January 2012

Letters to the Editor
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Remembering a Union Man

My father, Richard Kunzat, was a member of IBEW Local 58 and passed away on October 28, 2011. He was a very proud union member and loved his work as an electrician. Some of the many jobs he worked at were the Belle River Power Plant, JC Penney (Oakland Mall), Trapper's Alley and the Volkswagen building in Auburn Hills. I remember when I was young how proud he was to share with me that he was making $2.00/hour over-scale at the time, and just beamed when he brought home a bag full of cash because he won the check pool! I used to pack his lunch box with two sandwiches, three pieces of fruit, tons of cookies and a big thermos of coffee. When he came home from a hard day's work in the rain, blistering heat, or freezing weather he was happy to be working. If there was an opportunity for overtime, he took it. He last worked for G&S Electric before retiring.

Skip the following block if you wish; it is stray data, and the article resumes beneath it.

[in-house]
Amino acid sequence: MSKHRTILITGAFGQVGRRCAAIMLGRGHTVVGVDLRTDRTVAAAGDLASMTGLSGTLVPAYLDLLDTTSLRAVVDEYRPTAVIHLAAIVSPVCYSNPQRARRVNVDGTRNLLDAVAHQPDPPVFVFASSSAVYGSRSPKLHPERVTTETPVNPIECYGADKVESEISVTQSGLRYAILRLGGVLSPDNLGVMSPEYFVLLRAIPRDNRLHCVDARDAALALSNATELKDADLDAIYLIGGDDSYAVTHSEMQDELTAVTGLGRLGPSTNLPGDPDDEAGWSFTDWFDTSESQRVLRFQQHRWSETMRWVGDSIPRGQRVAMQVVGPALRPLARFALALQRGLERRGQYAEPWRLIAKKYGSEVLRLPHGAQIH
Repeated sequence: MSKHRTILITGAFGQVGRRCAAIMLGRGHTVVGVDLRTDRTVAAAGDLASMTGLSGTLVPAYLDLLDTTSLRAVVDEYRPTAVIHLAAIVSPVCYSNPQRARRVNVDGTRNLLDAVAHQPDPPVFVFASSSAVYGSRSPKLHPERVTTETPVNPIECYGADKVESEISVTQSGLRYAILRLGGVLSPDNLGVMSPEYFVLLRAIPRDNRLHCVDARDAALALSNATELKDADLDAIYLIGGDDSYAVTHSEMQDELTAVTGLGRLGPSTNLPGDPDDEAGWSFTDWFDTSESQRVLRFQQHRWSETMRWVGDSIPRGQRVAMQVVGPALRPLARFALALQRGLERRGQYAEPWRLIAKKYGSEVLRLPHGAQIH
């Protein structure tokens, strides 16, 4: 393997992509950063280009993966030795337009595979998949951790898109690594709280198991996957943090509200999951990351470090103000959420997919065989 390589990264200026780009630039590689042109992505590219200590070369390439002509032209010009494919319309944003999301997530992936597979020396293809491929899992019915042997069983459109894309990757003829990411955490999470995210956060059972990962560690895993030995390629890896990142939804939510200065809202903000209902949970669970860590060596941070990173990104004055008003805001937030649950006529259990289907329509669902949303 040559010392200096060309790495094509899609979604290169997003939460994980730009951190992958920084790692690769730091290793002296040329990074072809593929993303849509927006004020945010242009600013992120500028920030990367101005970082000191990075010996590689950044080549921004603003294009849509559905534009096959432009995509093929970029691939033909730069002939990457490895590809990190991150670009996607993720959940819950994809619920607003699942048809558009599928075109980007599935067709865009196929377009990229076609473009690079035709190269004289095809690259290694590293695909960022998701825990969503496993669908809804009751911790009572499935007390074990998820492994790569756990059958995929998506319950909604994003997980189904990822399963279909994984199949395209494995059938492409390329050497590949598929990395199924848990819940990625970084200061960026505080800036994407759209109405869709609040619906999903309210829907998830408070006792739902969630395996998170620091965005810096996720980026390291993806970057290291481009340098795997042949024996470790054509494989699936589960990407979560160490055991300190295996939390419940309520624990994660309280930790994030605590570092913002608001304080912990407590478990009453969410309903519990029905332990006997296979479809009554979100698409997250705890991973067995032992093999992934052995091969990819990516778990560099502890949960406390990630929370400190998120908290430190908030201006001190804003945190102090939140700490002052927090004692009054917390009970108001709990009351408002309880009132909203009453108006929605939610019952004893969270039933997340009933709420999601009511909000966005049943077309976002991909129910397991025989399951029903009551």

Through my father's pension, the union is still providing for his family by helping taking care of his wife, Nancy Ann, for the rest of her years. They were married for 60 years. The staff at the union office has been so kind and helpful during this difficult time. My sincerest thanks to all of you on behalf of my father and his family.

Nancy E. Kunzat , daughter of Local 58 member Richard Kunzat

Richard Kunzat and daughter Nancy

A Right to Protest?

Police crack down on citizens who are protesting. Is it not their right to do so as guaranteed by the Constitution? Do the pictures of protesters being beaten, maced and dragged off to jail remind you of another time, another place, as we sit by and say nothing while their right to assembly is trampled upon? I am reminded of Nazi Germany. Did you see the 84-year-old lady with mace on her face? It seems that when the tea party folks assembled, some with guns, they were not beaten or maced. Could it be that their politics are more appealing to those in power?

H. C. McGarity Jr., Local 20 retiree